The main source of protease activity in the CF lung is thought to be activated neutrophils, however, the role of proteases derived from other cell sources, such as mononuclear and epithelial cells, as well as exogenously derived bacterial proteases may also play a vital role in mediating destruction of the lung as seen in CF (as illustrated in Fig. 1). The main emphasis of this review will be to address the role of these endogenous and exogenous proteases and describe past, present and future developments in the search for an efficient antiprotease therapy in CF.

Fig. (1).

The importance of the balance between proteases and antiproteases in CF airways. The overwhelming of the airway innate antiprotease shield by excessive and dysregulated secretion of host and bacterial proteases in the CF lung leads to exacerbation of the inflammatory response and lung damage.


Neutrophil Elastase (NE)

Neutrophils are responsible for the release of proteolytic enzymes such as matrix metalloproteases (MMPs) and the serine protease NE, all of which are capable of destroying the extracellular matrix (ECM). NE plays a key role in the pathophysiology of CF making it one of the major determinants of the pulmonary inflammatory phenotype. NE is a 29 kDa serine protease produced in the neutrophil and stored in primary azurophilic granules for secretion upon activation, phagocytosis and cell death. Although the normal role of NE is to degrade phagocytosed proteins, if it is released from the neutrophil and breaches the lungs antiprotease defences it has the potential to degrade most of the structural proteins of the lung including elastin, fibronectin and other proteins of the ECM [14]. The cleavage of cell surface fibronectin in particular allows improved adherence of P. aeruginosa to the cell facilitating the colonisation of the CF lung. Degradation of opsonic proteins and C3b receptors on the surface of neutrophils has also been shown to significantly reduce the efficacy of antibody mediated phagocytosis [15, 16]. Elevated levels of NE in the CF lung can prevent resolution of inflammation which normally occurs by the removal of apoptotic neutrophils from the airway by macrophages [17].

In the presence of NE, there is reduced apoptotic cell removal as a consequence of NE cleavage of the phosphatidylserine receptor, CD36, and various other apoptotic cell recognition receptors on macrophages [18]. NE can also prolong the inflammatory response by degrading complement resulting in the release of C5a, which acts as a chemoattractant for neutrophils [15]. Increased neutrophil recruitment can also be brought about by the direct effect of NE on the epithelium resulting in the release of IL-8 [19]. The accumulation of neutrophils in the airway can also result in elevated oxygen radical production, airway cell death, and increased leukotriene B4 leading to even greater neutrophil recruitment. NE can also cause a reduction in the ciliary beat frequency of the respiratory epithelium and an increase in serous cell mucus production, which hinder bacterial clearing from the lung [20]. NE is known to exacerbate lung inflammation and injury via its interplay with the potentially damaging MMPs. MMP-9 can be directly activated by NE or indirectly by inactivation of tissue inhibitor metallopeptidase-1 (TIMP-1) the endogenous inhibitor of MMP-9 [21, 22]. The activation of MMP-2 by NE is also possible via a mechanism that requires expression of MMP-14 [23].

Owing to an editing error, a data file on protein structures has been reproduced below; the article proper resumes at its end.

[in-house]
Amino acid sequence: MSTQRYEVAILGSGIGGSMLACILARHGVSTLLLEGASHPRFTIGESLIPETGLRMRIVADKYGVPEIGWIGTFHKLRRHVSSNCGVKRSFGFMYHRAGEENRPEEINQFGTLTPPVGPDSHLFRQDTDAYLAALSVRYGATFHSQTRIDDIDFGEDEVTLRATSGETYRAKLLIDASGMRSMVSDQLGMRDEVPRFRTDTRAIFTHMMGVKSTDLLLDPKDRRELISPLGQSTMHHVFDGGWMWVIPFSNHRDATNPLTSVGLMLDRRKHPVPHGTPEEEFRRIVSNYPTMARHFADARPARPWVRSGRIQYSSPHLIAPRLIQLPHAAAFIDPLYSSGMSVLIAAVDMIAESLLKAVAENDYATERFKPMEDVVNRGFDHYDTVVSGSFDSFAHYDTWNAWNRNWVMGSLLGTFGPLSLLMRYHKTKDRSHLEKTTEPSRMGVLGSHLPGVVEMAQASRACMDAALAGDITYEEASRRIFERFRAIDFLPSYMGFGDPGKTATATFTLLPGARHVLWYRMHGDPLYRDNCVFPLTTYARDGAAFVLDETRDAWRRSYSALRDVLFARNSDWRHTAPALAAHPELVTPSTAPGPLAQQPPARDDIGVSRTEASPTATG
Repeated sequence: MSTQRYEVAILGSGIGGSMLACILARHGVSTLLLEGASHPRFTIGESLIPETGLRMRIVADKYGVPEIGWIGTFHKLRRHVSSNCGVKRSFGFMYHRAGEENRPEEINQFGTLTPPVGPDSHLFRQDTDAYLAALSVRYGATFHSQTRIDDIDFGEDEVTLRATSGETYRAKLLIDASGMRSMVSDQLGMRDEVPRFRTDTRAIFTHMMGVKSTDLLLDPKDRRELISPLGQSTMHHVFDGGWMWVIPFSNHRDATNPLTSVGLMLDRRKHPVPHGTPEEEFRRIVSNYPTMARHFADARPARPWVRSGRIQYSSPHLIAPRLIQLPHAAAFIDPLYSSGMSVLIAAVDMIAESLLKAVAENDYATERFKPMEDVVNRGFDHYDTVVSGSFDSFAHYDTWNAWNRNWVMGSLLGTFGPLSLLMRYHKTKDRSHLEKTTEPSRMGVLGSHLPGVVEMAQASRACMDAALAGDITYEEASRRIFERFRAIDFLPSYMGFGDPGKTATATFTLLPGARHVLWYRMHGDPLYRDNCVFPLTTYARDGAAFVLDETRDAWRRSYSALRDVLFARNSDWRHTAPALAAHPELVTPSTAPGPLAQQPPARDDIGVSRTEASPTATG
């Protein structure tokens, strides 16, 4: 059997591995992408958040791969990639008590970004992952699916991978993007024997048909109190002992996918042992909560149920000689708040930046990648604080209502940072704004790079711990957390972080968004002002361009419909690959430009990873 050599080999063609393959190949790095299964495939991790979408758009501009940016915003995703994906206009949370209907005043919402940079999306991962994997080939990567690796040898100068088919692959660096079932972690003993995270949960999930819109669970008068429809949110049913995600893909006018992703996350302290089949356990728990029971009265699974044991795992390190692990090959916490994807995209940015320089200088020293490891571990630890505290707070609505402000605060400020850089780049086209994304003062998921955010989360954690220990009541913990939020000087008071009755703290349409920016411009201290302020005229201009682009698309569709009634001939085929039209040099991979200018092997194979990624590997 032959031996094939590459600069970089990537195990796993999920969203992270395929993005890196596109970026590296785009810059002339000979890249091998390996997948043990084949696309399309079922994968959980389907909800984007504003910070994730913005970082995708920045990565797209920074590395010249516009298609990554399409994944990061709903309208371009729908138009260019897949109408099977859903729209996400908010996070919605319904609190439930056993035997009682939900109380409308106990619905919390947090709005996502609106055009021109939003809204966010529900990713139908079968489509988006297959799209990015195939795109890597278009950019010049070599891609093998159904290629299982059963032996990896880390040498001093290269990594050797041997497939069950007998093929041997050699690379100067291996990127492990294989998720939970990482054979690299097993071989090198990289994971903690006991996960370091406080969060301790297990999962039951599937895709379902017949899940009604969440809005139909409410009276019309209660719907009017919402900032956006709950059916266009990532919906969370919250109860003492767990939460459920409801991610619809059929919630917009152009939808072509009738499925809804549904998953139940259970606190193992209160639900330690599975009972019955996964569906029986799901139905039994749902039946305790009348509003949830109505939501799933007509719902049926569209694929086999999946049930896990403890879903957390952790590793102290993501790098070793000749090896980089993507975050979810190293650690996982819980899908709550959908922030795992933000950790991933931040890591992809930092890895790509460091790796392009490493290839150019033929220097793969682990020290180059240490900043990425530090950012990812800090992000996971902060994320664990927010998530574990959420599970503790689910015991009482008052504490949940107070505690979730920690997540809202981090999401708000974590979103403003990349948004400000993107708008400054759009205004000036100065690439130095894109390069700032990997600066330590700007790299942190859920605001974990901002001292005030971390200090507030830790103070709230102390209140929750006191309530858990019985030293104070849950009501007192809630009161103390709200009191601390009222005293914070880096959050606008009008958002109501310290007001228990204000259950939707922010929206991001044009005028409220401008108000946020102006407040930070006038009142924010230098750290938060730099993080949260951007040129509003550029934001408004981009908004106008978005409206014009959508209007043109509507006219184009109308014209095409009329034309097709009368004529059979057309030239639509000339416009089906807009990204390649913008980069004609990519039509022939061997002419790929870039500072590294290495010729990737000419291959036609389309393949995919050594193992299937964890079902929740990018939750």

Cathepsin G

Cathepsin G is a chymotrypsin-like serine protease stored in primary azurophilic granules within neutrophils and is secreted upon activation. It possesses broad-range specificity for substrates and is capable of degrading the structural proteins of the ECM. It also plays a role in the inhibition of apoptotic cell clearance from CF airways via the removal of cell receptors from the surface of macrophages [24]. Furthermore, cathepsin G along with NE can activate the protease-activated receptor (PAR) family, in particular the PAR-2 receptor. However, cathepsin G and NE can also inactivate PAR-2 preventing its activation by trypsin [25]. Surfactant protein A (SP-A), a pattern recognition molecule that facilitates uptake of microbes by macrophages and neutrophils was shown to be degraded by protease-containing bronchoalveolar lavage fluid (BALF) from CF patients and this degradation could be abrogated by the addition of serine protease inhibitors [26]. The degradation was directly attributed to cathepsin G, NE and proteinase-3 although cathepsin G demonstrated the highest potency against SP-A [26].

Proteinase 3

Proteinase 3, a serine protease secreted by activated neutrophils, also plays a role in the inflammatory response. Proteinase 3 can cleave the mature form of IL-8 to a more active truncated form [27, 28]. This truncated form of IL-8 has a 20-fold increased ability to act as a chemoattractant compared to wild type [27, 28] and also induces increased degranulation and intracellular calcium mobilisation in neutrophils and enhances interaction with the CXC chemokine receptor 1 [28]. Active proteinase 3 is present in CF sputum and its concentration was found to be highly correlated with the concentration of taurine present, which is a reliable marker of airway inflammation and respiratory scores [29]. It is postulated that the unregulated deleterious activities of proteinase 3 could be prevented by treatment with the serine protease inhibitor alpha-1-antitrypsin (AAT) [30].